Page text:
|Previous Quizzes  Weekly Interlinear Poem   Dictionary  Acronyms and Abbrev.  Word Origins  How to Link to this Page |
[A new interlinear poem will be available each Monday: Weekly Interlinear Poem .]
Use the dictionary, the acronym finder, and the word origins dictionary (links above) as needed. A new quiz is available each Monday through Thursday. This is the quiz for July 21.
From "The Innocents Abroad" by Mark Twain (died 1910)
Day after day and night after night we have wandered among the crumbling wonders of Rome; day after day and night after night we have fed upon the dust and decay of five-and-twenty centuries, have brooded over them by day and dreampt of them by night till sometimes we seemed moldering away ourselves and growing defaced and cornerless and liable at any moment to fall a prey to some antiquary and be patched in the legs and "restored" with an unseemly nose and labeled wrong and dated wrong and set up in the Vatican for poets to drivel about and vandals to scribble their names on forever and forevermore.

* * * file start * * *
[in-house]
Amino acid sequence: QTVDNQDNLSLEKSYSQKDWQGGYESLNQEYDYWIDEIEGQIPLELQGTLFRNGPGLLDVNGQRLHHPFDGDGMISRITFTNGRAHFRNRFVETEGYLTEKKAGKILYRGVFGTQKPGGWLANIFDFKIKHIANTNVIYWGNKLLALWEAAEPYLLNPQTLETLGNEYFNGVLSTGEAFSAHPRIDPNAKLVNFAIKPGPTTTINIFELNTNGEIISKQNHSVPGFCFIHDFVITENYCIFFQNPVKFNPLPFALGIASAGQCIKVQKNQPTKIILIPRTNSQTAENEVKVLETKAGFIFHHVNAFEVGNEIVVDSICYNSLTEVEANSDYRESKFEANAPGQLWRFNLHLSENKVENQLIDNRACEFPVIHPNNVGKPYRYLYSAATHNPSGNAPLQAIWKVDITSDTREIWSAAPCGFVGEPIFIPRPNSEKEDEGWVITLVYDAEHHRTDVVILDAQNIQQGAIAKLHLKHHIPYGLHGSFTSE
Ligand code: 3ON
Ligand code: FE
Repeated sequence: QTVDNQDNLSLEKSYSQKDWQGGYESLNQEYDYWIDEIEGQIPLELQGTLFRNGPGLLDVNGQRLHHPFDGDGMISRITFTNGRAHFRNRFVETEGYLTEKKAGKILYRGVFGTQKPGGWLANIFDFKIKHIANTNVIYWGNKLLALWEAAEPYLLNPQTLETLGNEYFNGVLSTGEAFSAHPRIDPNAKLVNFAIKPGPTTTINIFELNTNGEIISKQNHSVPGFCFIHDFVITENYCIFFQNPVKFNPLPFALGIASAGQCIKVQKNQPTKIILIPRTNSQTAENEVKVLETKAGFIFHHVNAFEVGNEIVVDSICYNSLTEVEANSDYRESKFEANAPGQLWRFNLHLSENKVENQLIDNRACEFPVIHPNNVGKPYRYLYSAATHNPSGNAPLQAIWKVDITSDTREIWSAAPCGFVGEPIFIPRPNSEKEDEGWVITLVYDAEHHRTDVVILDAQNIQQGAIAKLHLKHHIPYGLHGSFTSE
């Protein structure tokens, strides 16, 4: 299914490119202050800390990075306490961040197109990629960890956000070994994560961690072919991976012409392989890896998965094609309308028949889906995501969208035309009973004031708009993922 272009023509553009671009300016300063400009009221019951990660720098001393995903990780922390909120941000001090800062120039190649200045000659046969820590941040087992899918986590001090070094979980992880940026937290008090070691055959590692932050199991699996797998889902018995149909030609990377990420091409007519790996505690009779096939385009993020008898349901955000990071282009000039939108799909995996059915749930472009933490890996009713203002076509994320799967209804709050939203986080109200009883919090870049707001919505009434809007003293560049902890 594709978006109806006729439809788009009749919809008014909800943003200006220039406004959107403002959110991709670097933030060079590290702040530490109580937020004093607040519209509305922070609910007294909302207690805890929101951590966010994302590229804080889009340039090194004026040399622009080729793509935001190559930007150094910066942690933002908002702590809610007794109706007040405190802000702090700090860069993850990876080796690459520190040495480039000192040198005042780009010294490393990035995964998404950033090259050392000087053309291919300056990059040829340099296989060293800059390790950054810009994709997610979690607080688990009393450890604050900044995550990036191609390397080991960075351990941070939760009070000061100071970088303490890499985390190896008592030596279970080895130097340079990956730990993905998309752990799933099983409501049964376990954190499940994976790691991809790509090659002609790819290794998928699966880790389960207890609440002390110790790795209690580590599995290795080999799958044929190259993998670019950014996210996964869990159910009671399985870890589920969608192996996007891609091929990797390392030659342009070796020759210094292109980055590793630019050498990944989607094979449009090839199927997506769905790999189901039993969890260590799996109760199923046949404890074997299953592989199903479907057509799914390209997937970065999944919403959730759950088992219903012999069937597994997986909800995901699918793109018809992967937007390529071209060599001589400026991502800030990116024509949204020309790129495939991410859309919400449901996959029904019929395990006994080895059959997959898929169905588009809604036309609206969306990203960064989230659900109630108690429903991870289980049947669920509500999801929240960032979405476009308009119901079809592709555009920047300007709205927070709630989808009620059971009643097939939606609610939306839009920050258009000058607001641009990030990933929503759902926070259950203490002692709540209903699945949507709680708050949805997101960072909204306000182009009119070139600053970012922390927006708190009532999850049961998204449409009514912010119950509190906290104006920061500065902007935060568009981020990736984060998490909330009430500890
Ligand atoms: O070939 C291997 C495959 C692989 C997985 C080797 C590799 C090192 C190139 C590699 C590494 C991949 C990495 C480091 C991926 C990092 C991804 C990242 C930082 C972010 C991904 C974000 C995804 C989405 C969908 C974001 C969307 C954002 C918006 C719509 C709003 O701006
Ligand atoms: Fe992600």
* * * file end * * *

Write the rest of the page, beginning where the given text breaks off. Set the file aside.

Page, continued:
1. Twain feels in this selection thatA. he enjoys seeing antiquities.2. An antiquary is
B. he admires the past.
C. he has become an antiquity.
D. he enjoys being different from the antiquities.A. a bookish person.3. To molder away is to
B. an antique.
C. a scholar.
D. an expert on antiquities.A. crumble to dust.4. To be cornerless is
B. become sick.
C. lose one's mind.
D. become rotten.A. to be clueless.The entire book can be downloaded as an html zip file from Project Gutenberg: The Innocents Abroad.
B. to have the corners knocked off in being moved.
C. to hide away.
D. to be unprotected.
Write down your answers and then see Answer Key below.
Answer Key: 1-C..........2-D..........3-A..........4-B
Corrections? Questions? Comments? E-mail Robert Jackson at firstname.lastname@example.org.